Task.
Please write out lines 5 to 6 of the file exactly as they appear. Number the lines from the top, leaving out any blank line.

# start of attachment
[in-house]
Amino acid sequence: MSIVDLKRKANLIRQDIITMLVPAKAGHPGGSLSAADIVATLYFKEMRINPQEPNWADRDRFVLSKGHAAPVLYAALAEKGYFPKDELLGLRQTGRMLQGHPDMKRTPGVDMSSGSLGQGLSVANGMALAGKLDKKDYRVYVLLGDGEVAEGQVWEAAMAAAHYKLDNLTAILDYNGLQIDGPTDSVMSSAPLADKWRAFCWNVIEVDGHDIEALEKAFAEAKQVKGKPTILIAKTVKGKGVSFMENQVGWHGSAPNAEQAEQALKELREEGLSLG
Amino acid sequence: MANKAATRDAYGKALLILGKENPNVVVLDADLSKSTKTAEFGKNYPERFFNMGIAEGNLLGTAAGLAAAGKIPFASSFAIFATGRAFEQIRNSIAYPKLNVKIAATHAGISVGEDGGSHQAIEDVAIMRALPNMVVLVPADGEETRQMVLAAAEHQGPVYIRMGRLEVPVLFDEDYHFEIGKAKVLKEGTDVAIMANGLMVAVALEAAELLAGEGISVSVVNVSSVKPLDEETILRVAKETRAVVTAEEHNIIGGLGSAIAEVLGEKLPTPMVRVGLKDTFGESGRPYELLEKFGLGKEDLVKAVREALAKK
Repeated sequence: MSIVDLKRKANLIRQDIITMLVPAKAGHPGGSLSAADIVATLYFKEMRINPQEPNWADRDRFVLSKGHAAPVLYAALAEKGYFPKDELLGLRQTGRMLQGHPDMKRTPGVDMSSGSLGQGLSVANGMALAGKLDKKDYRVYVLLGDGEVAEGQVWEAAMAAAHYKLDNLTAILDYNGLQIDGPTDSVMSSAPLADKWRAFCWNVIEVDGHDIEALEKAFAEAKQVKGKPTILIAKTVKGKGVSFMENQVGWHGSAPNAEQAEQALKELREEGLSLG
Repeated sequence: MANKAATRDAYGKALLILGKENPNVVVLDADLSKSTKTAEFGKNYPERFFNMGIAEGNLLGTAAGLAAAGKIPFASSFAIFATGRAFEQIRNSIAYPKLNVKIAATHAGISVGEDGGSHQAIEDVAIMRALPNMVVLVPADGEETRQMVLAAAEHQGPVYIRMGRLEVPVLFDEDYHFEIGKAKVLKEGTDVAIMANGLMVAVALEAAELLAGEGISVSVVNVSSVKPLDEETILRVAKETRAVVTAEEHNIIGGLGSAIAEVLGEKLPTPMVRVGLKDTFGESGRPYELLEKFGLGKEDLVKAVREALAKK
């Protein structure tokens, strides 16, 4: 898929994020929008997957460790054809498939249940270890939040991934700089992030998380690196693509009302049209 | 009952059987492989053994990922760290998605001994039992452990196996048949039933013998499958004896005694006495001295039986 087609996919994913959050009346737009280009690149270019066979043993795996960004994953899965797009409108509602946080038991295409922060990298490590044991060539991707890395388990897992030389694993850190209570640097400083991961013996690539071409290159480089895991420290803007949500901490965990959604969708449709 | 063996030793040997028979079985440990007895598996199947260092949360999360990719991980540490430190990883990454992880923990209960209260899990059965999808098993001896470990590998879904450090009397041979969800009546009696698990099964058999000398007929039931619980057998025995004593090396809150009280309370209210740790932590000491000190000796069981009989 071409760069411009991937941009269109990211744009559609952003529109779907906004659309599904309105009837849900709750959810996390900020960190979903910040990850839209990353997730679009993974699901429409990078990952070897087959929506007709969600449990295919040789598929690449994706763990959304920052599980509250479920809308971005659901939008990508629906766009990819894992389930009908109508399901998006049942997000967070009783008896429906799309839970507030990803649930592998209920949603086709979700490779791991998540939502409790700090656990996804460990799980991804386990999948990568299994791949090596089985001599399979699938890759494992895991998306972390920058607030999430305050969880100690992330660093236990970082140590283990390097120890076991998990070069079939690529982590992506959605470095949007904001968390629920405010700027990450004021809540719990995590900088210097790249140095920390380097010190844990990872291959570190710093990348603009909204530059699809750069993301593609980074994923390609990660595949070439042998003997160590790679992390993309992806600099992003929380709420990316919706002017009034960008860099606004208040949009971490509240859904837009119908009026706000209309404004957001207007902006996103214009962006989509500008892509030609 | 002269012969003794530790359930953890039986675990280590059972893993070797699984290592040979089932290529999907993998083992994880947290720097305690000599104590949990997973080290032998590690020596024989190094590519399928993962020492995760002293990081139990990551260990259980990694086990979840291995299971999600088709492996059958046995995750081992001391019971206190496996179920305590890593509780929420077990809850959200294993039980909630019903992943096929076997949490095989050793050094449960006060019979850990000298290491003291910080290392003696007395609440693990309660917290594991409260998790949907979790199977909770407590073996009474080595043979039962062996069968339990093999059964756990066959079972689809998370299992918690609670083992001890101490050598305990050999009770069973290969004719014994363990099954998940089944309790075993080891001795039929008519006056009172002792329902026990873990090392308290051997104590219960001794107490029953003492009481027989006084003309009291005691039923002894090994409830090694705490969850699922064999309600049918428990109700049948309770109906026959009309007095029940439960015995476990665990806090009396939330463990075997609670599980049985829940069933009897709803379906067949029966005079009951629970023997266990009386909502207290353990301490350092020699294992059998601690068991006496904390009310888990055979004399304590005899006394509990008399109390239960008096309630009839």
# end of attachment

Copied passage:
Repeated sequence: MANKAATRDAYGKALLILGKENPNVVVLDADLSKSTKTAEFGKNYPERFFNMGIAEGNLLGTAAGLAAAGKIPFASSFAIFATGRAFEQIRNSIAYPKLNVKIAATHAGISVGEDGGSHQAIEDVAIMRALPNMVVLVPADGEETRQMVLAAAEHQGPVYIRMGRLEVPVLFDEDYHFEIGKAKVLKEGTDVAIMANGLMVAVALEAAELLAGEGISVSVVNVSSVKPLDEETILRVAKETRAVVTAEEHNIIGGLGSAIAEVLGEKLPTPMVRVGLKDTFGESGRPYELLEKFGLGKEDLVKAVREALAKK
């Protein structure tokens, strides 16, 4: 898929994020929008997957460790054809498939249940270890939040991934700089992030998380690196693509009302049209 | 009952059987492989053994990922760290998605001994039992452990196996048949039933013998499958004896005694006495001295039986 087609996919994913959050009346737009280009690149270019066979043993795996960004994953899965797009409108509602946080038991295409922060990298490590044991060539991707890395388990897992030389694993850190209570640097400083991961013996690539071409290159480089895991420290803007949500901490965990959604969708449709 | 063996030793040997028979079985440990007895598996199947260092949360999360990719991980540490430190990883990454992880923990209960209260899990059965999808098993001896470990590998879904450090009397041979969800009546009696698990099964058999000398007929039931619980057998025995004593090396809150009280309370209210740790932590000491000190000796069981009989 071409760069411009991937941009269109990211744009559609952003529109779907906004659309599904309105009837849900709750959810996390900020960190979903910040990850839209990353997730679009993974699901429409990078990952070897087959929506007709969600449990295919040789598929690449994706763990959304920052599980509250479920809308971005659901939008990508629906766009990819894992389930009908109508399901998006049942997000967070009783008896429906799309839970507030990803649930592998209920949603086709979700490779791991998540939502409790700090656990996804460990799980991804386990999948990568299994791949090596089985001599399979699938890759494992895991998306972390920058607030999430305050969880100690992330660093236990970082140590283990390097120890076991998990070069079939690529982590992506959605470095949007904001968390629920405010700027990450004021809540719990995590900088210097790249140095920390380097010190844990990872291959570190710093990348603009909204530059699809750069993301593609980074994923390609990660595949070439042998003997160590790679992390993309992806600099992003929380709420990316919706002017009034960008860099606004208040949009971490509240859904837009119908009026706000209309404004957001207007902006996103214009962006989509500008892509030609 | 002269012969003794530790359930953890039986675990280590059972893993070797699984290592040979089932290529999907993998083992994880947290720097305690000599104590949990997973080290032998590690020596024989190094590519399928993962020492995760002293990081139990990551260990259980990694086990979840291995299971999600088709492996059958046995995750081992001391019971206190496996179920305590890593509780929420077990809850959200294993039980909630019903992943096929076997949490095989050793050094449960006060019979850990000298290491003291910080290392003696007395609440693990309660917290594991409260998790949907979790199977909770407590073996009474080595043979039962062996069968339990093999059964756990066959079972689809998370299992918690609670083992001890101490050598305990050999009770069973290969004719014994363990099954998940089944309790075993080891001795039929008519006056009172002792329902026990873990090392308290051997104590219960001794107490029953003492009481027989006084003309009291005691039923002894090994409830090694705490969850699922064999309600049918428990109700049948309770109906026959009309007095029940439960015995476990665990806090009396939330463990075997609670599980049985829940069933009897709803379906067949029966005079009951629970023997266990009386909502207290353990301490350092020699294992059998601690068991006496904390009310888990055979004399304590005899006394509990008399109390239960008096309630009839």